Skidmore College’s Zankel Music Hall is the kind of room that was built to be a showpiece. The elaborate paneled wood and vast window behind the stage seem to beg for precision and control in any performer who graces the stage, the perfect context for orchestral music and studied jazz. It’s a curious setting, then, for a double bill of “indie rock,” that dubious genre of popular music that relies as much on an element of volatility as it does on its near-universal accessibility. Performing to a quiet, seated student body, Atlas Sound and Laura Stevenson and the Cans made an academic display of why indie rock belongs in such a space—for better or worse.
A former Skidmore student, Stevenson filled the time between her quintet’s songs with affable banter about the dining hall and dorm life, making sly reference to the night ahead at Saratoga bars and how odd it was that the crowd wasn’t standing. But it was clear that the audience was perfectly comfortable where they were, listening to the Cans’ sweet, agreeable/forgettable songs about making one’s way in Brooklyn as a 20-something, while the band enjoyed ample space to purvey their fresh-out-of-the-box Telecaster-accordion ditties at a prudent volume.
It was exactly the type of display that Bradford Cox, the frontman for Deerhunter who performs solo as Atlas Sound, railed against in an interview earlier this month, decrying “indie” rock as having become easy, generic and institutionalized. The irony, of course, is that Cox’s new music, released as Parallax, not only belongs in a listening room as pristine as the Zankel but demands it. Cox’s musical vision is independent in the way of a bedroom recluse or outsider savant. And given the space afforded full orchestras, he crafted, at times, a sound nearly as magnanimous.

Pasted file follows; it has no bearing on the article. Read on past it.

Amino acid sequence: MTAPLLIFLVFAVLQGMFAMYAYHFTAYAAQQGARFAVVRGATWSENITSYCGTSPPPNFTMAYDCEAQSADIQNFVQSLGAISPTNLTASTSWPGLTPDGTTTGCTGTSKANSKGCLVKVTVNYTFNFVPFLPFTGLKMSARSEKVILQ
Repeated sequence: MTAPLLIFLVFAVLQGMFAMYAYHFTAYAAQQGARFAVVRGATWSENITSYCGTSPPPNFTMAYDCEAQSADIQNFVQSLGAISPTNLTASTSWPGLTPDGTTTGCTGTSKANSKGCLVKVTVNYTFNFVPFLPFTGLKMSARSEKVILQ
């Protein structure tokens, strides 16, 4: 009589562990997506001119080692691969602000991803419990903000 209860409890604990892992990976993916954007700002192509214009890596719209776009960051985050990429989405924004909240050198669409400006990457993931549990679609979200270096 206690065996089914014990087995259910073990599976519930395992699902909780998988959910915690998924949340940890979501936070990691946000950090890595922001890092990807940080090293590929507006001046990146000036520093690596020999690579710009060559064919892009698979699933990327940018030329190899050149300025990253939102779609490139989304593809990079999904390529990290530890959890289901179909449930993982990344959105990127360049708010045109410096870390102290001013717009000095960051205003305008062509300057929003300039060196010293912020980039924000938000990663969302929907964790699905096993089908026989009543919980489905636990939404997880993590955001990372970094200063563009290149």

Cox is no virtuoso. With acoustic guitar and harmonica, he cut a simple, if distinctive, figure onstage, clawing and pecking at his strings and incanting stream-of-consciousness phrases into the microphone. But with a vast effects board at his feet, he could turn a brittle, atonal lament into a celestial wave of sound that yearned to fill the room. “Te Amo” utilized string-triggered arpeggios, at least a dozen loops of guitar and enough reverb and delay on Cox’s vocals to fully evoke a lyric describing “such strange dreams.” Indeed, when the choir of oscillating loops would reach their crescendo, often segueing into other tunes entirely, the effect was usually warm and slightly euphoric, a somewhat naïve escape from the song’s underlying depression rather than full catharsis. On “Modern Aquatic Nightsongs,” though, the effect was queasy and deliberately unwell, illustrating the opening line “Is your love worth the nausea it may bring?” then plunging deeper into the lonely, looping haze with shivered gasps of “cold, cold, cold.”
A naked performance of intensely personal music, Cox’s set felt at times like a reluctant exposition of a process he’d prefer to keep within the intimacy of a recording studio. Yet, as he awkwardly returned to the stage for an encore, following the audience’s partial, confused exodus, he showed a genuine interest in sharing this music, if for no other reason than to extend that gauzy cocoon of sound protecting the frailty of the lyric to those with whom it might resonate.